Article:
Sperm whales are one of the oceans most majestic and largest creatures. They can grow to be up to 59ft and weigh up to 45 tons. They have the largest brain of any animal known to live on Earth- ever. They are known to dive over 3000 ft for food (primarily squid) and need to eat up to 1 ton of food a day. And, they have a special place in the heart of literary enthusiasts as the nemesis of Ahab in the classic novel Moby Dick.
The rise of pollution in the sea has become devastating to many species. Sperm whales have been severely affected by the dumping of trash into our oceans. This year we have seen sperm whales suffer immensely from this mass pollution, and we have only ourselves to blame.
Recently, a sperm whale in Germany washed up on shore. Upon further inspection it was revealed that the whale’s stomach was full of plastic car parts. And this is not the first time we have found sperm whales full of pollution.
A different sperm whale was found floating dead off the Greek island of Mykonos. This whale was so extremely bloated that biologists originally thought the whale had swallowed a giant squid, which can grow up to 13m long compared to sperm whales 20.5 m. Instead, the whale’s stomach was stuffed with over 100 plastic bags.
While this might seem shocking to see, it has been indicated that 80 per cent of the plastic that is discarded on land makes its way into our oceans, where it is either consumed by wildlife, like these whales, or it swirls around for years on end in huge floating garbage patches.
Robert Habeck, the environment minister in Schleswig-Holstein, Germany said: “These findings show us the results of our plastic-oriented society. Animals inadvertently consume plastic and plastic waste, which causes them to suffer, and at worst, causes them to starve with full stomachs.”
This is similar to a problem faced by chickens that had been fed plastic, unwittingly, by their owners in the albatrosses of the Midway Islands. Their skeletal remains were documented by photographer Chris Jordan, whose photographs aptly depict the chickens who were completely full, yet starving for nutrition.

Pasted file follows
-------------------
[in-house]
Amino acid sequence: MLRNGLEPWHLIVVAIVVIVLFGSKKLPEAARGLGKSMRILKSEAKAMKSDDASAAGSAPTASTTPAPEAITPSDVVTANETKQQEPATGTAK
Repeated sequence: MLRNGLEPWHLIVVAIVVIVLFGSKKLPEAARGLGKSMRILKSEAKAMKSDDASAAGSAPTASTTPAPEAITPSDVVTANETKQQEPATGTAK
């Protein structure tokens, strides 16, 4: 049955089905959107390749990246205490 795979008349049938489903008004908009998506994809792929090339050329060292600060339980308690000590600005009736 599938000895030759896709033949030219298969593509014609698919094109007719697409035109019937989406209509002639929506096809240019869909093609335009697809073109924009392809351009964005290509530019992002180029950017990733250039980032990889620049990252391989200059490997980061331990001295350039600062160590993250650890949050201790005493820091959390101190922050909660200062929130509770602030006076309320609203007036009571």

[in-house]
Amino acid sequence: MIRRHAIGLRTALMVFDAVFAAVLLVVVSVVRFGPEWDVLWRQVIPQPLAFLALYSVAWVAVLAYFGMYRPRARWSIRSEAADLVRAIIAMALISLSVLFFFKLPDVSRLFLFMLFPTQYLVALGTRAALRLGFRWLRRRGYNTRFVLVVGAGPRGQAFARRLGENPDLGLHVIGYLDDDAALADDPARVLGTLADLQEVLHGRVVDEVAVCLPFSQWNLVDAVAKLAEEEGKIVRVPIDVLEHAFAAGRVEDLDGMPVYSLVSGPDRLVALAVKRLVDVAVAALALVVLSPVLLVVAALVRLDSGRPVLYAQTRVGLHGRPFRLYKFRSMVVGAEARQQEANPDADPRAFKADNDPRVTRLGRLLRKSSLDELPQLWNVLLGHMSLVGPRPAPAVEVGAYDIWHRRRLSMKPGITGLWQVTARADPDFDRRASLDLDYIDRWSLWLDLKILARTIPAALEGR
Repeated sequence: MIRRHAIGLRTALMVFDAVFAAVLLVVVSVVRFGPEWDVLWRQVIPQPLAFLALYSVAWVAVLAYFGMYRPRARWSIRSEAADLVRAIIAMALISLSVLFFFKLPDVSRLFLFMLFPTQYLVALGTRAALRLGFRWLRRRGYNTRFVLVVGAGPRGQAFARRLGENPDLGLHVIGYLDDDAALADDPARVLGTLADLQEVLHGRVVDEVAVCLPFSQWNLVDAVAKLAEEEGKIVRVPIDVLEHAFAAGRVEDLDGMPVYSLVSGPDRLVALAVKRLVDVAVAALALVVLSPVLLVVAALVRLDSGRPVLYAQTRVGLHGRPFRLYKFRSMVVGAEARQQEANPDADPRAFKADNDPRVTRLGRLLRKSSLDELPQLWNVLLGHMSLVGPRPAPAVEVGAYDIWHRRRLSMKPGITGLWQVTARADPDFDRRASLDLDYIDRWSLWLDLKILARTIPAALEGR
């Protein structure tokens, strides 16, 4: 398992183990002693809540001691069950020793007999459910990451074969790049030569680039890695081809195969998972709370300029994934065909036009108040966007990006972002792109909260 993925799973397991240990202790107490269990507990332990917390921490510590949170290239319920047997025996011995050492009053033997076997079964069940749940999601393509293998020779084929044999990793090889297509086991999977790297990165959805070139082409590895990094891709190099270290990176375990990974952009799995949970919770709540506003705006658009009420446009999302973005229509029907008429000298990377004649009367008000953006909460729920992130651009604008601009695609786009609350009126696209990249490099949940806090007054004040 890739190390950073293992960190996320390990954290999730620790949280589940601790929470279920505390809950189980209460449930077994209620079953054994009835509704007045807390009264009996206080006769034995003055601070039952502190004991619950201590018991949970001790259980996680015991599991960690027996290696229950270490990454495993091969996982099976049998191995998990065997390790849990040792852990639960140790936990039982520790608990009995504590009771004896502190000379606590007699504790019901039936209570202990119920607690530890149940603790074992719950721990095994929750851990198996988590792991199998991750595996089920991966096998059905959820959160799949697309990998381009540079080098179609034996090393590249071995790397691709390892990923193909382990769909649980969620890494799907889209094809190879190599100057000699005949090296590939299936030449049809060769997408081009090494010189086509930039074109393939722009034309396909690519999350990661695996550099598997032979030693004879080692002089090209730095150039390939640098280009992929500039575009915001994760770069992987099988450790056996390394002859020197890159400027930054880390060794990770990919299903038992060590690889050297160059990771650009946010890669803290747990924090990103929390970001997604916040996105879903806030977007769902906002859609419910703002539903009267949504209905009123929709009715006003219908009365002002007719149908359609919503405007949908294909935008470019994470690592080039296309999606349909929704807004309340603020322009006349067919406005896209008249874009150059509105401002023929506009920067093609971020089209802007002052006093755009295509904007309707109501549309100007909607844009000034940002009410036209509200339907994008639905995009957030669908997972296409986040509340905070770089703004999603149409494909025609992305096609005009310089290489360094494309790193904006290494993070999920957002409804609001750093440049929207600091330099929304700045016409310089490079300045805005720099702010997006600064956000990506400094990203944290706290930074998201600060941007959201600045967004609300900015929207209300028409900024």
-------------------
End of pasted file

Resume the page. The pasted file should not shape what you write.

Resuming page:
And while our society congratulates itself for putting an end to whaling, now they are at an even greater risk. We may no longer hunt sperm whales, but we are destroying their quality of life, and slowly poisoning them with plastic.
We owe much of our technology to whales. As the substance in their heads known as spermaceti, thought to be used to maintain the whale’s buoyancy, has been used in street lamps, candles, make-up and lubricated machines during the industrial revolution. It was also used by NASA because it was one of the only substances that did not freeze in space. Even sperm whale excretions are still used today in high end perfumes.
We have taken whales apart to benefit our own materialism. But, instead of honouring them as the thinking feeling, emotive mammals that they are, we take all that we can and then destroy their home and food sources, eventually starving them.
We can help by making sure we properly recycle our plastic, old technology and car parts, but even more so by decreasing the amount of goods we consume. Visit the World Wildlife Fund to learn more about whales, including sperm whales, and see how you can help.
Originally published by Plaid Zebra